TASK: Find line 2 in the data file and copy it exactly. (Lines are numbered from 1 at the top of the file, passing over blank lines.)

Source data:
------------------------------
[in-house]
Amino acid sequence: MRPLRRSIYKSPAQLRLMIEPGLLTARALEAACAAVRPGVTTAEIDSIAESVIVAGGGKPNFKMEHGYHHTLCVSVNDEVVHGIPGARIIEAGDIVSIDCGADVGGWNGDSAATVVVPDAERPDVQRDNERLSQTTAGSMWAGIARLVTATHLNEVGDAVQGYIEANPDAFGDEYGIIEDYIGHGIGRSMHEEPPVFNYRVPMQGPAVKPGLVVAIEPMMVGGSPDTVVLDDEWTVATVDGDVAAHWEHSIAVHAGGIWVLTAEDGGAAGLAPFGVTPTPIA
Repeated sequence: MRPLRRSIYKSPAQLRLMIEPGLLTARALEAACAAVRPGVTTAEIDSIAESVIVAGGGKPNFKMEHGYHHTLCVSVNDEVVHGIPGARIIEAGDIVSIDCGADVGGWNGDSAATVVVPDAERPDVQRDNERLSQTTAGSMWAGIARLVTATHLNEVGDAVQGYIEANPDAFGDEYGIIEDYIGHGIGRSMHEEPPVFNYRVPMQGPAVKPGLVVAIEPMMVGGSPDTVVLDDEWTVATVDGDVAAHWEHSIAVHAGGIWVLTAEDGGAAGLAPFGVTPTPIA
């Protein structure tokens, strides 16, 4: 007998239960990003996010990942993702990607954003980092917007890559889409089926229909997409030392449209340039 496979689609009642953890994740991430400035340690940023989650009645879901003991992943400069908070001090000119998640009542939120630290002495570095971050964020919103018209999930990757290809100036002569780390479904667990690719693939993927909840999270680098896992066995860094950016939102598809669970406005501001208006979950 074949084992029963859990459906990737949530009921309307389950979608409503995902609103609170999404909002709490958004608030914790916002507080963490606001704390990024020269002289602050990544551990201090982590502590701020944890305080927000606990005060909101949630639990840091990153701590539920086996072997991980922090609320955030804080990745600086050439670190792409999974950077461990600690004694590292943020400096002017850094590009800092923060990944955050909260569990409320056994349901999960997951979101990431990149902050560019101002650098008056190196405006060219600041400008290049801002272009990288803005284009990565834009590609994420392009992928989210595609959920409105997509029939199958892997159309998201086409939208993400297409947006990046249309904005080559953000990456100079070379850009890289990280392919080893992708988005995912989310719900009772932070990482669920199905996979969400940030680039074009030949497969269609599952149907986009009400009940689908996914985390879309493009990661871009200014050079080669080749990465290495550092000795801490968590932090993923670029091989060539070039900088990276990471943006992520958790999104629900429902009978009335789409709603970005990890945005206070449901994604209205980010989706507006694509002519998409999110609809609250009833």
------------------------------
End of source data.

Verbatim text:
Amino acid sequence: MRPLRRSIYKSPAQLRLMIEPGLLTARALEAACAAVRPGVTTAEIDSIAESVIVAGGGKPNFKMEHGYHHTLCVSVNDEVVHGIPGARIIEAGDIVSIDCGADVGGWNGDSAATVVVPDAERPDVQRDNERLSQTTAGSMWAGIARLVTATHLNEVGDAVQGYIEANPDAFGDEYGIIEDYIGHGIGRSMHEEPPVFNYRVPMQGPAVKPGLVVAIEPMMVGGSPDTVVLDDEWTVATVDGDVAAHWEHSIAVHAGGIWVLTAEDGGAAGLAPFGVTPTPIA